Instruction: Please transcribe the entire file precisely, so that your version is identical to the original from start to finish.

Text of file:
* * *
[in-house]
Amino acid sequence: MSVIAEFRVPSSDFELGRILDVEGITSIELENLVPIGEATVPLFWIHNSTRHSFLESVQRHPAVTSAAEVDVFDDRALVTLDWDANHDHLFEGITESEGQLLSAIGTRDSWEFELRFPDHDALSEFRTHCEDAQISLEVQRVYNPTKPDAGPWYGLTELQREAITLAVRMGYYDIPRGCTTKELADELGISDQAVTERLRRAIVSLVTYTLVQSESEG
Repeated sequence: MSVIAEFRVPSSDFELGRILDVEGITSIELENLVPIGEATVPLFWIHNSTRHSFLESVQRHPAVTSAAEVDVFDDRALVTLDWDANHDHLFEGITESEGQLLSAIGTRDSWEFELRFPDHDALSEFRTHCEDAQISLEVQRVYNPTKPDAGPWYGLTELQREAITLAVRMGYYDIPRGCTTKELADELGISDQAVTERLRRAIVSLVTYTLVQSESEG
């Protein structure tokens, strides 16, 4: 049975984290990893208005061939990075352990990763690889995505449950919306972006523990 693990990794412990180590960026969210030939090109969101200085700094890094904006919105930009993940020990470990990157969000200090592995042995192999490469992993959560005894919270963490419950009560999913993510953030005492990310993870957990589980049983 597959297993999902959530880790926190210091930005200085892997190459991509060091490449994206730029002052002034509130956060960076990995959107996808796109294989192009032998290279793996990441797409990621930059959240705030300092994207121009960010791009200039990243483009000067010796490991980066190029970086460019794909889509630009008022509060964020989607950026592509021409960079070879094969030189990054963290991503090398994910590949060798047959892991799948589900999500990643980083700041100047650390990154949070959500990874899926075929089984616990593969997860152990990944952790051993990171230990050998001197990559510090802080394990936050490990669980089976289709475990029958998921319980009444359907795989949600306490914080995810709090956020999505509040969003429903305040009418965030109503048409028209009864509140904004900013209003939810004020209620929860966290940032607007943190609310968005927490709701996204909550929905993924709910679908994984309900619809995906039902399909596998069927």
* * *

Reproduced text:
[in-house]
Amino acid sequence: MSVIAEFRVPSSDFELGRILDVEGITSIELENLVPIGEATVPLFWIHNSTRHSFLESVQRHPAVTSAAEVDVFDDRALVTLDWDANHDHLFEGITESEGQLLSAIGTRDSWEFELRFPDHDALSEFRTHCEDAQISLEVQRVYNPTKPDAGPWYGLTELQREAITLAVRMGYYDIPRGCTTKELADELGISDQAVTERLRRAIVSLVTYTLVQSESEG
Repeated sequence: MSVIAEFRVPSSDFELGRILDVEGITSIELENLVPIGEATVPLFWIHNSTRHSFLESVQRHPAVTSAAEVDVFDDRALVTLDWDANHDHLFEGITESEGQLLSAIGTRDSWEFELRFPDHDALSEFRTHCEDAQISLEVQRVYNPTKPDAGPWYGLTELQREAITLAVRMGYYDIPRGCTTKELADELGISDQAVTERLRRAIVSLVTYTLVQSESEG
């Protein structure tokens, strides 16, 4: 049975984290990893208005061939990075352990990763690889995505449950919306972006523990 693990990794412990180590960026969210030939090109969101200085700094890094904006919105930009993940020990470990990157969000200090592995042995192999490469992993959560005894919270963490419950009560999913993510953030005492990310993870957990589980049983 597959297993999902959530880790926190210091930005200085892997190459991509060091490449994206730029002052002034509130956060960076990995959107996808796109294989192009032998290279793996990441797409990621930059959240705030300092994207121009960010791009200039990243483009000067010796490991980066190029970086460019794909889509630009008022509060964020989607950026592509021409960079070879094969030189990054963290991503090398994910590949060798047959892991799948589900999500990643980083700041100047650390990154949070959500990874899926075929089984616990593969997860152990990944952790051993990171230990050998001197990559510090802080394990936050490990669980089976289709475990029958998921319980009444359907795989949600306490914080995810709090956020999505509040969003429903305040009418965030109503048409028209009864509140904004900013209003939810004020209620929860966290940032607007943190609310968005927490709701996204909550929905993924709910679908994984309900619809995906039902399909596998069927």